The multi-age, multi-subject classrooms at Marlboro Elementary School embrace an interdisciplinary and experiential approach to education, influenced by the nearby Marlboro College.
Holzapfel says teachers there are given the freedom to teach the things that excite them: “That’s where learning becomes infectious for kids and that’s really what we want,” he says.
In this way, Holzapfel is being celebrated for doing things differently.
David admitted to Sarah that he didn’t pay attention to things like the Vermont Standards and the Common Core “and all those sorts of things.” In fact, one of his colleagues joked that he was being awarded for “doing what you’re not supposed to be doing.”
In David’s remarks at the annual VHC conference, attended by 300+ educators across the state, he addressed the policy initiatives that interfere with teaching and learning:
There are those educationalists who believe that if we can just get the curriculum and the testing right, kids will learn. Every six to eight years since I began teaching, a new educational initiative has been handed down and touted as the solution: The Public School Approval Standards, The Vermont State Standards, No Child Left Behind, Adequate Yearly Progress, Race to the Top and currently the Common Core Standards.
“The problem is,” says David, “If the curriculum standard in place (eg State Standards, No Child, etc) is so spot-on then why do we continue to change to some other grand scheme every few years? And then the new plan is touted as being the solution to the problem of why kids aren’t learning. But it’s not the curriculum, it’s not the test that drives kids to learn. It’s meaningful work, challenging work entered into with enthusiasm.”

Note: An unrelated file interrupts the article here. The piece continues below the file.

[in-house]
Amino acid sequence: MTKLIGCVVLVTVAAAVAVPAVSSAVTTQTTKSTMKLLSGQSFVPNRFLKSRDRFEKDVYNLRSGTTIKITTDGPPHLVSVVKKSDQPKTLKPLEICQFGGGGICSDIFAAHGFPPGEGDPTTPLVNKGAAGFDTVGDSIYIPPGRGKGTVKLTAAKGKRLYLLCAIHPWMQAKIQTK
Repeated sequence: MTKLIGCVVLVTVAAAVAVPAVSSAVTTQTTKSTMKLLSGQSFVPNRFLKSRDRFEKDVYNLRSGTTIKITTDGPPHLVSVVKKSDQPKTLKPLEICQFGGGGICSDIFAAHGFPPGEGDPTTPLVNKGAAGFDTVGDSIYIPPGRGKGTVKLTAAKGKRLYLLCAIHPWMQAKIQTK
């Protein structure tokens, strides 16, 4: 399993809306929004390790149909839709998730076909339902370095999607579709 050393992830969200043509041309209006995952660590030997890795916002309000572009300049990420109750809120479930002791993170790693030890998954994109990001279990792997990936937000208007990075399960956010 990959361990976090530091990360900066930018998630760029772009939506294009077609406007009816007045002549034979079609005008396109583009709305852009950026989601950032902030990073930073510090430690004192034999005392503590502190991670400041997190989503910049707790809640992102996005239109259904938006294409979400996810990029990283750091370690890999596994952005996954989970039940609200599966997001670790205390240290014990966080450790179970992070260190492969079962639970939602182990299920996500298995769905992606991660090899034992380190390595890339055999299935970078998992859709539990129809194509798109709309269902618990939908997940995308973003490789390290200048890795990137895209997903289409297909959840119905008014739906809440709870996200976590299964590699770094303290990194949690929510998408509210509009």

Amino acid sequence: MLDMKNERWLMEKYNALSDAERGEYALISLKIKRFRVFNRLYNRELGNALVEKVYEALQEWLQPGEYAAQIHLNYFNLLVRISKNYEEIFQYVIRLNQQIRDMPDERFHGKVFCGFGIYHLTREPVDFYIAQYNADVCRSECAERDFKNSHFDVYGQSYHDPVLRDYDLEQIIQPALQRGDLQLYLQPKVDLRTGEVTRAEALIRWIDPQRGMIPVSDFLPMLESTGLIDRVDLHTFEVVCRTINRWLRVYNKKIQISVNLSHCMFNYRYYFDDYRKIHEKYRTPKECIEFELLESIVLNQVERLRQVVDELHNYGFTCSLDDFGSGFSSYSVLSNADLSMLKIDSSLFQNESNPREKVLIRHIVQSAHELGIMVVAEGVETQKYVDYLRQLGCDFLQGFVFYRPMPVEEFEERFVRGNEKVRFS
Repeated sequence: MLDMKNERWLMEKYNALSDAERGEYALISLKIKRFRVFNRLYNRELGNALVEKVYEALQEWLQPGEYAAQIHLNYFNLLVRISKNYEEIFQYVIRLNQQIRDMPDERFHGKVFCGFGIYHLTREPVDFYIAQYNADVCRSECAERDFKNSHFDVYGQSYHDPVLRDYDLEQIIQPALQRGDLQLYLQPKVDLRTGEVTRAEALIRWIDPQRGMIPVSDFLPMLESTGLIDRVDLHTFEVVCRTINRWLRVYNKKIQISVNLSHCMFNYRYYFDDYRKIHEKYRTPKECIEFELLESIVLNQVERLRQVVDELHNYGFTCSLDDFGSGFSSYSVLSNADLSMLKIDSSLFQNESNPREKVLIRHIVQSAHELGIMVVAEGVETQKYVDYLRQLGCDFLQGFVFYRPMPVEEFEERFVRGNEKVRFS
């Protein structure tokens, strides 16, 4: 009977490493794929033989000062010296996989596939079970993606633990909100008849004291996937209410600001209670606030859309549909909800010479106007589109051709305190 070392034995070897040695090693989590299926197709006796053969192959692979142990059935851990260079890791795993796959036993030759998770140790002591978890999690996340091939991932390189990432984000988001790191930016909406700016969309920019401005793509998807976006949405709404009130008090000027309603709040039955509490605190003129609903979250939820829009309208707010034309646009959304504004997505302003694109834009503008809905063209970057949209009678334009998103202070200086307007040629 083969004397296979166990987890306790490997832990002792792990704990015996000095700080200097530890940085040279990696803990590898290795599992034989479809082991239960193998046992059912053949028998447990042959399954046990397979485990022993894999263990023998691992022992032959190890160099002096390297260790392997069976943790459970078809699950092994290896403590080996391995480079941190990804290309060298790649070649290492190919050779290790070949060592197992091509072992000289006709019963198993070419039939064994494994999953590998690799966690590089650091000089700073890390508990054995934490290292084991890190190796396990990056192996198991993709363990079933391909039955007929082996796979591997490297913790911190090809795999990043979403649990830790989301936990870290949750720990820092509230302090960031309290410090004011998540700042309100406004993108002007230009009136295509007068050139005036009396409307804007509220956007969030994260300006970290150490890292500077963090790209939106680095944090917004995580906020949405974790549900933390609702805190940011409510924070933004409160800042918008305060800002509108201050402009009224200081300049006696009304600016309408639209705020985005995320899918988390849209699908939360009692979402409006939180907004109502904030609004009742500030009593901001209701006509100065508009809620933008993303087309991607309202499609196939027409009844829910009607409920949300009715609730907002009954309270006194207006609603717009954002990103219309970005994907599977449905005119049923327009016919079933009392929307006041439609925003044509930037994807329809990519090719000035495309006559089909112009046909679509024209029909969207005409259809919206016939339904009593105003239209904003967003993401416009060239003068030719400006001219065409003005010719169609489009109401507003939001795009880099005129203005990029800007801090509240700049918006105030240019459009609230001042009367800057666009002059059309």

In a recommendation letter to the Council, Principal Francie Marbury highlighted David’s passion for challenge:
David believes that students need rich content to sink their teeth into. His search for the perfect book and the most engaging activity is relentless. Long before the Common Core, David understood that the literature he chose for his students needs to be complex and challenging and that, with the proper support, they would rise to the challenge.
“‘Challenging work’ does not mean that anything goes and that anything a student does is OK,” says David. “The teacher’s job is to instruct and guide individual students to learn to be learners and to be able to communicate their understandings. That means we must study and practice the writing conventions, math facts, critical reading and thinking skills; those tools which will enable us to learn about cellular biology or how an engine works or sustainable farming practices.”
“But teaching isn’t about force-feeding widgets with information which is what the curriculum-testing model promotes,” he says. “Too often I feel that educationalists don’t really trust that kids want to be learners.”
In the article, “Not teaching to the test,” reporter Sarah Buckingham addressed David’s approach:
(It’s) not to say Holzapfel’s curriculum doesn’t meet those standards: he’s just come up with his own way of satisfying them.
Each year his students read the epic poem “The Odyssey” and memorize the first stanza of Chaucer’s “The Canterbury Tales” in the original Middle English.
“Those kinds of things don’t show up on [standardized] tests,” Holzapfel says, “and yet they’re the things kids remember and the things kids value. It becomes a part of them.”
Holzapfel says he takes issue with guidelines and standards that compartmentalize subject matter.
‘”When we’re studying astronomy we’re also reading Ray Bradbury. Everything is related to everything else. And the strictures of, ‘Well we can’t talk about math or we can’t talk about science while we’re looking at art’ is just silly. If you present the same material in as many different ways and through as many different lenses as possible then you just increase the chances of creating understanding.”
Susan Calabria, of the Brattleboro Musuem and Art Center (BMAC), was among those who recommended David to the Vermont Humanities Council for the award. As the Education Curator of BMAC she has worked closely with David and his students over the years. Susan wrote: